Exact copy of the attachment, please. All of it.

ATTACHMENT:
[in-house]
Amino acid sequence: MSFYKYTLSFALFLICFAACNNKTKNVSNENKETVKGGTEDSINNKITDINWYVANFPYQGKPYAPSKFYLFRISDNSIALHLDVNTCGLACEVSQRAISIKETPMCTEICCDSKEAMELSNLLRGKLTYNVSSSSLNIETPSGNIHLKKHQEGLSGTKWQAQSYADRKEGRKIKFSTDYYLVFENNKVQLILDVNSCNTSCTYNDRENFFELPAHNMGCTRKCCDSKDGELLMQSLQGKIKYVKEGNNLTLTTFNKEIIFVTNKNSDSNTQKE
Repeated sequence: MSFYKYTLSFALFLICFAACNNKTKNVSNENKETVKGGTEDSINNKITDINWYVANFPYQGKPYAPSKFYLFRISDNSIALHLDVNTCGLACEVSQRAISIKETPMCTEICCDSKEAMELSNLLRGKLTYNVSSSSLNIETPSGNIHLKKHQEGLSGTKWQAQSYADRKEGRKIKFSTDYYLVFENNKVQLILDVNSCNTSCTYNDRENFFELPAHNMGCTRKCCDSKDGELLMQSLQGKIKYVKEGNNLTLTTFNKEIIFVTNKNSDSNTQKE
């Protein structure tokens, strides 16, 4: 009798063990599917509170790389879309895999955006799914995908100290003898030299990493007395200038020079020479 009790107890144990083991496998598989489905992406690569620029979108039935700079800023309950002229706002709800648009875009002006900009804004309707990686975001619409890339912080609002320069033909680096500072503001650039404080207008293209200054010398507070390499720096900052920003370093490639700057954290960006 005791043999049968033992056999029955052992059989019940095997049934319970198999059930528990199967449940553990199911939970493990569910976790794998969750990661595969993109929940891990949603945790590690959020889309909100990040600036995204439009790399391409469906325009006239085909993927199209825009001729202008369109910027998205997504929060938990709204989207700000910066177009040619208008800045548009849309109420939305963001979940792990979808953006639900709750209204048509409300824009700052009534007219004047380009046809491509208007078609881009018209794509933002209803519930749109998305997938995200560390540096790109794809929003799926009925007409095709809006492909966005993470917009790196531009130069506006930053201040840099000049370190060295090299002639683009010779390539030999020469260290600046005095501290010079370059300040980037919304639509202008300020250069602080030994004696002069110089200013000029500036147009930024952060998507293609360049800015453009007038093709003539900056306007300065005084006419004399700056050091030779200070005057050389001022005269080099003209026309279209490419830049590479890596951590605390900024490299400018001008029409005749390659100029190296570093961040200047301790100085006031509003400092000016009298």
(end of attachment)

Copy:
[in-house]
Amino acid sequence: MSFYKYTLSFALFLICFAACNNKTKNVSNENKETVKGGTEDSINNKITDINWYVANFPYQGKPYAPSKFYLFRISDNSIALHLDVNTCGLACEVSQRAISIKETPMCTEICCDSKEAMELSNLLRGKLTYNVSSSSLNIETPSGNIHLKKHQEGLSGTKWQAQSYADRKEGRKIKFSTDYYLVFENNKVQLILDVNSCNTSCTYNDRENFFELPAHNMGCTRKCCDSKDGELLMQSLQGKIKYVKEGNNLTLTTFNKEIIFVTNKNSDSNTQKE
Repeated sequence: MSFYKYTLSFALFLICFAACNNKTKNVSNENKETVKGGTEDSINNKITDINWYVANFPYQGKPYAPSKFYLFRISDNSIALHLDVNTCGLACEVSQRAISIKETPMCTEICCDSKEAMELSNLLRGKLTYNVSSSSLNIETPSGNIHLKKHQEGLSGTKWQAQSYADRKEGRKIKFSTDYYLVFENNKVQLILDVNSCNTSCTYNDRENFFELPAHNMGCTRKCCDSKDGELLMQSLQGKIKYVKEGNNLTLTTFNKEIIFVTNKNSDSNTQKE
């Protein structure tokens, strides 16, 4: 009798063990599917509170790389879309895999955006799914995908100290003898030299990493007395200038020079020479 009790107890144990083991496998598989489905992406690569620029979108039935700079800023309950002229706002709800648009875009002006900009804004309707990686975001619409890339912080609002320069033909680096500072503001650039404080207008293209200054010398507070390499720096900052920003370093490639700057954290960006 005791043999049968033992056999029955052992059989019940095997049934319970198999059930528990199967449940553990199911939970493990569910976790794998969750990661595969993109929940891990949603945790590690959020889309909100990040600036995204439009790399391409469906325009006239085909993927199209825009001729202008369109910027998205997504929060938990709204989207700000910066177009040619208008800045548009849309109420939305963001979940792990979808953006639900709750209204048509409300824009700052009534007219004047380009046809491509208007078609881009018209794509933002209803519930749109998305997938995200560390540096790109794809929003799926009925007409095709809006492909966005993470917009790196531009130069506006930053201040840099000049370190060295090299002639683009010779390539030999020469260290600046005095501290010079370059300040980037919304639509202008300020250069602080030994004696002069110089200013000029500036147009930024952060998507293609360049800015453009007038093709003539900056306007300065005084006419004399700056050091030779200070005057050389001022005269080099003209026309279209490419830049590479890596951590605390900024490299400018001008029409005749390659100029190296570093961040200047301790100085006031509003400092000016009298």